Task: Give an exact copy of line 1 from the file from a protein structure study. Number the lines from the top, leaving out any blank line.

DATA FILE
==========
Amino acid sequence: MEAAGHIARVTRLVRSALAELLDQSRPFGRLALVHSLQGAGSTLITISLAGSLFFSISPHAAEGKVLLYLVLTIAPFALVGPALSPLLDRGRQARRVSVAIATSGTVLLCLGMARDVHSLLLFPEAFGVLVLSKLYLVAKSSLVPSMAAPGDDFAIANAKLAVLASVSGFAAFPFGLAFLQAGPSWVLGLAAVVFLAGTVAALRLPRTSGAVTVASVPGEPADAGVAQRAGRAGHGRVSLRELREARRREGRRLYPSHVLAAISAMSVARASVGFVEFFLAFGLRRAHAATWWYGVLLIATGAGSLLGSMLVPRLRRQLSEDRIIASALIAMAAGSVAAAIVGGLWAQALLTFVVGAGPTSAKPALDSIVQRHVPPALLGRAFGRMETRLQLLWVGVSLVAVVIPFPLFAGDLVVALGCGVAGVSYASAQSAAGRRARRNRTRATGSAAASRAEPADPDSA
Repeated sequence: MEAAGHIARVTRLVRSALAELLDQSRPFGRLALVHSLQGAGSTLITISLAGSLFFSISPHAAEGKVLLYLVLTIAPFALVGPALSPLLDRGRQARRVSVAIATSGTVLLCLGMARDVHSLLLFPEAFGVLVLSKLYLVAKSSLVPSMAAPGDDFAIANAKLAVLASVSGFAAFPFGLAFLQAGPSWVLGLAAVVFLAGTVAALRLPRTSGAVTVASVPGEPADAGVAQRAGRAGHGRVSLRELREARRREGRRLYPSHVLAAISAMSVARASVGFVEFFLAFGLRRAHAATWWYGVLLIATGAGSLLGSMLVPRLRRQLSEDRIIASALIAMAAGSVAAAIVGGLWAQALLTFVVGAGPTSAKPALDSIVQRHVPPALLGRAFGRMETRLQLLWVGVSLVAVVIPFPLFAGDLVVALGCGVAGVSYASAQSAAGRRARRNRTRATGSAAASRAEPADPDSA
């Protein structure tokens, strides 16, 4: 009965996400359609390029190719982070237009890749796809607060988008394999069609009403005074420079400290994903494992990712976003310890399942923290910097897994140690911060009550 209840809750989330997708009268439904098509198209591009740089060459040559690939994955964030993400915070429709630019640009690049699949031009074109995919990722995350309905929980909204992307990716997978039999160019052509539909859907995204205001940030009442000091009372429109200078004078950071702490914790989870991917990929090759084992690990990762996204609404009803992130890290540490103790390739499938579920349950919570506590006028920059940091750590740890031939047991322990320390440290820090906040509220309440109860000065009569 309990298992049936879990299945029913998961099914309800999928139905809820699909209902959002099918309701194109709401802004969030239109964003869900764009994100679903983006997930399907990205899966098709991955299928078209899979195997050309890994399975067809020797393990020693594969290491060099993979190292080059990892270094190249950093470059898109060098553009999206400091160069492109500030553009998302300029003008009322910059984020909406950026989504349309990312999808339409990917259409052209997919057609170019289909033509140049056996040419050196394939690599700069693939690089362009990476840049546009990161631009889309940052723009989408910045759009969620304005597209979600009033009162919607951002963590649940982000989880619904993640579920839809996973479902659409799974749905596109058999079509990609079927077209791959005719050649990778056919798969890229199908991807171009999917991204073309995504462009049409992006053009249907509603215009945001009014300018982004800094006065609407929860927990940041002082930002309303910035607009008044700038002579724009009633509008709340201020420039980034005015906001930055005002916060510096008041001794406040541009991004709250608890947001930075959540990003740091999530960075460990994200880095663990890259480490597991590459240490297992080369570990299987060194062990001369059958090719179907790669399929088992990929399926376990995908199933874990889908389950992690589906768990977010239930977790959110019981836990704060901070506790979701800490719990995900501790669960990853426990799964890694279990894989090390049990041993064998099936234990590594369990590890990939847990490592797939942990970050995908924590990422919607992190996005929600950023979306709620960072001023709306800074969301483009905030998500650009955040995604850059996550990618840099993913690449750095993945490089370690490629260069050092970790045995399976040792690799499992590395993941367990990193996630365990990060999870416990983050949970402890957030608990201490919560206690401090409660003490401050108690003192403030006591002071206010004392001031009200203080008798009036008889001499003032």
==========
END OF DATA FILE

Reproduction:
Amino acid sequence: MEAAGHIARVTRLVRSALAELLDQSRPFGRLALVHSLQGAGSTLITISLAGSLFFSISPHAAEGKVLLYLVLTIAPFALVGPALSPLLDRGRQARRVSVAIATSGTVLLCLGMARDVHSLLLFPEAFGVLVLSKLYLVAKSSLVPSMAAPGDDFAIANAKLAVLASVSGFAAFPFGLAFLQAGPSWVLGLAAVVFLAGTVAALRLPRTSGAVTVASVPGEPADAGVAQRAGRAGHGRVSLRELREARRREGRRLYPSHVLAAISAMSVARASVGFVEFFLAFGLRRAHAATWWYGVLLIATGAGSLLGSMLVPRLRRQLSEDRIIASALIAMAAGSVAAAIVGGLWAQALLTFVVGAGPTSAKPALDSIVQRHVPPALLGRAFGRMETRLQLLWVGVSLVAVVIPFPLFAGDLVVALGCGVAGVSYASAQSAAGRRARRNRTRATGSAAASRAEPADPDSA